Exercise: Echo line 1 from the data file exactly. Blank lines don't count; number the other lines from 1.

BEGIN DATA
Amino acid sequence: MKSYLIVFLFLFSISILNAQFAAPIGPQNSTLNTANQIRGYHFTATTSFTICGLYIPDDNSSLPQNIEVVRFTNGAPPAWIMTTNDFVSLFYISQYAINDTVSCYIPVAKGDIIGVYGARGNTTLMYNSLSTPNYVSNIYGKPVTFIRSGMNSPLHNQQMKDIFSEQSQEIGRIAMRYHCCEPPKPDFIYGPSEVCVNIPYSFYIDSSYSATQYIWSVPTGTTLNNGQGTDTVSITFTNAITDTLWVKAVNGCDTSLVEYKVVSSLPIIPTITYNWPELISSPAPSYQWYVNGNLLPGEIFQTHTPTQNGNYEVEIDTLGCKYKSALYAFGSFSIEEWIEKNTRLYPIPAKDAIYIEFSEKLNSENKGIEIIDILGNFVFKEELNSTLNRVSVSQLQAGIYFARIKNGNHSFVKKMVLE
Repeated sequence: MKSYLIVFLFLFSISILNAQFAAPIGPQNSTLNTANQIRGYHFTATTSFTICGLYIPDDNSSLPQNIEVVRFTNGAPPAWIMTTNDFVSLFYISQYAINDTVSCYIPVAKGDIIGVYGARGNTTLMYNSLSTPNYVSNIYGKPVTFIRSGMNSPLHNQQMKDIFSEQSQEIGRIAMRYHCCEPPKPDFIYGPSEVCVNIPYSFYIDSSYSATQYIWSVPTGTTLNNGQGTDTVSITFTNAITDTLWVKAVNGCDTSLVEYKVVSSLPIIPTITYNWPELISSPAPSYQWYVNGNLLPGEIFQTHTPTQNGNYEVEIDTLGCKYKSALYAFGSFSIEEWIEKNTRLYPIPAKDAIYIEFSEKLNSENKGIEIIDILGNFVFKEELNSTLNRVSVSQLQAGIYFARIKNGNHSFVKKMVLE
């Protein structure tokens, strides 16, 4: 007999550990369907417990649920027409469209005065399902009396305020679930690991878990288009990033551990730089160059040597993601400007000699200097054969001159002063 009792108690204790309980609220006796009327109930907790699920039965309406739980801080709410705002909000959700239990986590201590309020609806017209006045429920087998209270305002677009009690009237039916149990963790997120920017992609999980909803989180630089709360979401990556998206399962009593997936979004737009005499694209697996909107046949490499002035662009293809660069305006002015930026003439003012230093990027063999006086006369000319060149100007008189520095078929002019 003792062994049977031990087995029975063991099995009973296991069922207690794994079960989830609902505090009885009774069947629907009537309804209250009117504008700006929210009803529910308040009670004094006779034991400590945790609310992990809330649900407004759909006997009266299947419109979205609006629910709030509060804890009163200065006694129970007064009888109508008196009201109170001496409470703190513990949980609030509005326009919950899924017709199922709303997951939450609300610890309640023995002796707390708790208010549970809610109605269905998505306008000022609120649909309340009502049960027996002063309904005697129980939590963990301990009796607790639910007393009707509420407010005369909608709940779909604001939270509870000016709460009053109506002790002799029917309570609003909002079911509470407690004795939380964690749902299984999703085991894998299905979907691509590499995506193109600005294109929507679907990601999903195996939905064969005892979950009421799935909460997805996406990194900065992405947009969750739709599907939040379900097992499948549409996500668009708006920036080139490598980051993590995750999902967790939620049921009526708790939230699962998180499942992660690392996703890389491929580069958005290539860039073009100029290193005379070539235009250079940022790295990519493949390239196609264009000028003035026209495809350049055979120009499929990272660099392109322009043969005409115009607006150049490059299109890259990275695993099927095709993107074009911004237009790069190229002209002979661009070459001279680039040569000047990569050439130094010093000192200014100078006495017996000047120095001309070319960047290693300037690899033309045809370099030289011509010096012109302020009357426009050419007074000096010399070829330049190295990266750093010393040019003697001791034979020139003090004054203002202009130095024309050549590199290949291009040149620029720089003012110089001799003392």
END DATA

Amino acid sequence: MKSYLIVFLFLFSISILNAQFAAPIGPQNSTLNTANQIRGYHFTATTSFTICGLYIPDDNSSLPQNIEVVRFTNGAPPAWIMTTNDFVSLFYISQYAINDTVSCYIPVAKGDIIGVYGARGNTTLMYNSLSTPNYVSNIYGKPVTFIRSGMNSPLHNQQMKDIFSEQSQEIGRIAMRYHCCEPPKPDFIYGPSEVCVNIPYSFYIDSSYSATQYIWSVPTGTTLNNGQGTDTVSITFTNAITDTLWVKAVNGCDTSLVEYKVVSSLPIIPTITYNWPELISSPAPSYQWYVNGNLLPGEIFQTHTPTQNGNYEVEIDTLGCKYKSALYAFGSFSIEEWIEKNTRLYPIPAKDAIYIEFSEKLNSENKGIEIIDILGNFVFKEELNSTLNRVSVSQLQAGIYFARIKNGNHSFVKKMVLE